Almost above 27,000 pieces of space junk- bigger than the size of a softball- currently orbiting Earth. Cleaning up this space junk is an essential task to send more rockets to space.
Now, mechanical engineers at the University of Utah have discovered a method of manipulating orbiting space debris. The method involves the use of spinning magnets.
With this technology, robots could one day gently maneuver the scrap to a decaying orbit or further out into space without actually touching it, or they could repair malfunctioning objects to extend their life.
University of Utah mechanical engineering professor Jake J. Abbott said, “The concept involves moving metallic, non-magnetized objects in space with spinning magnets. When the metallic debris is subjected to a changing magnetic field, electrons circulate within the metal in circular loops, like when you swirl your cup of coffee, and it goes around and around.”
While the idea is not new, but the fact is using multiple magnetic-field sources in a coordinated manner moves the objects in six degrees of movement, including rotating them.
Before, it was only known how to move them in one degree of movement, like just pushing them.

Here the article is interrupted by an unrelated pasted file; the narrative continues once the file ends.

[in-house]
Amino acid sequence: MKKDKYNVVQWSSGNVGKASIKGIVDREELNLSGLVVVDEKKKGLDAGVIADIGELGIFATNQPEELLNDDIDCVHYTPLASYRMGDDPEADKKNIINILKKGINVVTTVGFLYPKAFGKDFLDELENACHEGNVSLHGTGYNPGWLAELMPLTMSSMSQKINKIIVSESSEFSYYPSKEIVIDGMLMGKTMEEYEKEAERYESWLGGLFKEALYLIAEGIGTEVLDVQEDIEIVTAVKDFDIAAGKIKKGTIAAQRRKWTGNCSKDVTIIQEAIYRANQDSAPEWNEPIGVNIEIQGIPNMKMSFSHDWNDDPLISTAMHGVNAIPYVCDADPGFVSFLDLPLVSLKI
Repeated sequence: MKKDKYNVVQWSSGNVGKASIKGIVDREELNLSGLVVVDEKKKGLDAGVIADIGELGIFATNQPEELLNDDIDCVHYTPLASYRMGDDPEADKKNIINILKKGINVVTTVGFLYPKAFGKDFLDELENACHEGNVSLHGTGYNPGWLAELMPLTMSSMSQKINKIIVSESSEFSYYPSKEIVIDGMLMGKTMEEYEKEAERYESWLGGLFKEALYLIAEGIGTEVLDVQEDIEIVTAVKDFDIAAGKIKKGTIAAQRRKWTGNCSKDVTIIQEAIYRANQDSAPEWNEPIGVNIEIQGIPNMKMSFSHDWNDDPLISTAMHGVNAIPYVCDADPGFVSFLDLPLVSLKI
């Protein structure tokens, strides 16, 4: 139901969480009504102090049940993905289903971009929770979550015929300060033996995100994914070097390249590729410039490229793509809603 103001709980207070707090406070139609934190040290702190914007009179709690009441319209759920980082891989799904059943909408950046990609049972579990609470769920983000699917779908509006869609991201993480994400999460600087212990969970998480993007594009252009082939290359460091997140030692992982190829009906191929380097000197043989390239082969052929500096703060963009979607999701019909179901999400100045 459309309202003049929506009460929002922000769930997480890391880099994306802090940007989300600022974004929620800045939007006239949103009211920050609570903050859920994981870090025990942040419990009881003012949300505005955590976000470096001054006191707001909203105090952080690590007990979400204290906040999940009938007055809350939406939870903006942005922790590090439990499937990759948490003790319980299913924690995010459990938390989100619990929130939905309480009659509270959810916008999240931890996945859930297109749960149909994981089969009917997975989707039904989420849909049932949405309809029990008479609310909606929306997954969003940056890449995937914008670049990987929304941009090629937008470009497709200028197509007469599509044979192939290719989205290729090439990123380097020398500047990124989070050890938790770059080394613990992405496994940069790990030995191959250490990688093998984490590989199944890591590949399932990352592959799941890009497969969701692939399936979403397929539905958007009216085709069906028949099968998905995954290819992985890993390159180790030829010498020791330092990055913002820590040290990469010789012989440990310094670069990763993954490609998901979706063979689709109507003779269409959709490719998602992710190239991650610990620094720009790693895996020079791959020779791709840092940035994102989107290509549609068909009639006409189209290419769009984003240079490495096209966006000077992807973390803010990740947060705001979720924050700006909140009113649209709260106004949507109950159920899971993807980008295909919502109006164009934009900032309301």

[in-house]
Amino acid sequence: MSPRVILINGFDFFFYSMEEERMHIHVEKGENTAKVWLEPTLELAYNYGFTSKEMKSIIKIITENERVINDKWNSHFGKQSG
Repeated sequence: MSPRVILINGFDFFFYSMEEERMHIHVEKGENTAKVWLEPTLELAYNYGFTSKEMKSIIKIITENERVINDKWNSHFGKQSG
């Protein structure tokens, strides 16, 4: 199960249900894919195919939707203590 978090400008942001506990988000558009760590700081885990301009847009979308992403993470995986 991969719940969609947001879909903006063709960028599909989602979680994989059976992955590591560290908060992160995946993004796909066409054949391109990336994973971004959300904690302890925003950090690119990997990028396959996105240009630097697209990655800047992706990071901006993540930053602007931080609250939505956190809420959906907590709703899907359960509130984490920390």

Abbott said, “What we wanted to do was to manipulate the thing, not just shove it but manipulate it as you do on Earth. That form of dexterous manipulation has never been done before.”
With this method, scientists could stop a damaged satellite from wildly spinning to repair it. Previously, it was not possible.
It also allowed scientists to manipulate fragile objects.
Abbott says, “this newly discovered process could be used with a spinning magnet on a robotic arm, a stationary magnet that creates spinning magnetic fields, or a spinning super-conductive electromagnet like those used in MRI scanners.”
Engineers tested this approach using a series of magnets to move a copper ball on a plastic raft in a tank of water. The magnets moved the sphere not only in a square but also rotated the ball.
Abbott believes this principle of manipulating non-magnetic metallic objects with magnets could also have applications beyond clearing space debris.
- Lan N. Pham, Griffin F. Tabor, Ashkan Pourkand, Jacob L. B. Aman, Tucker Hermans, Jake J. Abbott. Dexterous magnetic manipulation of conductive non-magnetic objects. Nature, 2021; 598 (7881): 439 DOI: 10.1038/s41586-021-03966-6